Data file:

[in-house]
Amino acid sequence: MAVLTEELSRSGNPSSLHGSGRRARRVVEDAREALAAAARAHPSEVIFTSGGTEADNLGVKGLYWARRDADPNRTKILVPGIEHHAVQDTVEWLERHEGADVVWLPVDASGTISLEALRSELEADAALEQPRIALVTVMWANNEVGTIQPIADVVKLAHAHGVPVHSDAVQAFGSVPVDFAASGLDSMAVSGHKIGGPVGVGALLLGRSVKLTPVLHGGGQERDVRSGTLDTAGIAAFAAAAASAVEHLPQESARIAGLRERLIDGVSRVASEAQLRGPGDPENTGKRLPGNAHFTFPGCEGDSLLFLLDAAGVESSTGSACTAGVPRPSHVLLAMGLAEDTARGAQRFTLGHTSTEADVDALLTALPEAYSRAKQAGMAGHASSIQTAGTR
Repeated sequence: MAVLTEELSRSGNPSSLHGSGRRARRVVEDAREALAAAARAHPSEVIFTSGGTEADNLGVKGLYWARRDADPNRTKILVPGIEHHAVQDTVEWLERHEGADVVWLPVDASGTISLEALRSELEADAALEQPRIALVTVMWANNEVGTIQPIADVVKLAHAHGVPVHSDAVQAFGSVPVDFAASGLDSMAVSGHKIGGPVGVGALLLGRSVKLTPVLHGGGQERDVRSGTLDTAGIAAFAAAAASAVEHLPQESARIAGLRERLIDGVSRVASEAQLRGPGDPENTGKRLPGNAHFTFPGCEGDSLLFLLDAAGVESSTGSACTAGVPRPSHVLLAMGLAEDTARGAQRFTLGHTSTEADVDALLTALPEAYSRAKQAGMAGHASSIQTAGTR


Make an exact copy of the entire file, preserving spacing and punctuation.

[in-house]
Amino acid sequence: MAVLTEELSRSGNPSSLHGSGRRARRVVEDAREALAAAARAHPSEVIFTSGGTEADNLGVKGLYWARRDADPNRTKILVPGIEHHAVQDTVEWLERHEGADVVWLPVDASGTISLEALRSELEADAALEQPRIALVTVMWANNEVGTIQPIADVVKLAHAHGVPVHSDAVQAFGSVPVDFAASGLDSMAVSGHKIGGPVGVGALLLGRSVKLTPVLHGGGQERDVRSGTLDTAGIAAFAAAAASAVEHLPQESARIAGLRERLIDGVSRVASEAQLRGPGDPENTGKRLPGNAHFTFPGCEGDSLLFLLDAAGVESSTGSACTAGVPRPSHVLLAMGLAEDTARGAQRFTLGHTSTEADVDALLTALPEAYSRAKQAGMAGHASSIQTAGTR
Repeated sequence: MAVLTEELSRSGNPSSLHGSGRRARRVVEDAREALAAAARAHPSEVIFTSGGTEADNLGVKGLYWARRDADPNRTKILVPGIEHHAVQDTVEWLERHEGADVVWLPVDASGTISLEALRSELEADAALEQPRIALVTVMWANNEVGTIQPIADVVKLAHAHGVPVHSDAVQAFGSVPVDFAASGLDSMAVSGHKIGGPVGVGALLLGRSVKLTPVLHGGGQERDVRSGTLDTAGIAAFAAAAASAVEHLPQESARIAGLRERLIDGVSRVASEAQLRGPGDPENTGKRLPGNAHFTFPGCEGDSLLFLLDAAGVESSTGSACTAGVPRPSHVLLAMGLAEDTARGAQRFTLGHTSTEADVDALLTALPEAYSRAKQAGMAGHASSIQTAGTR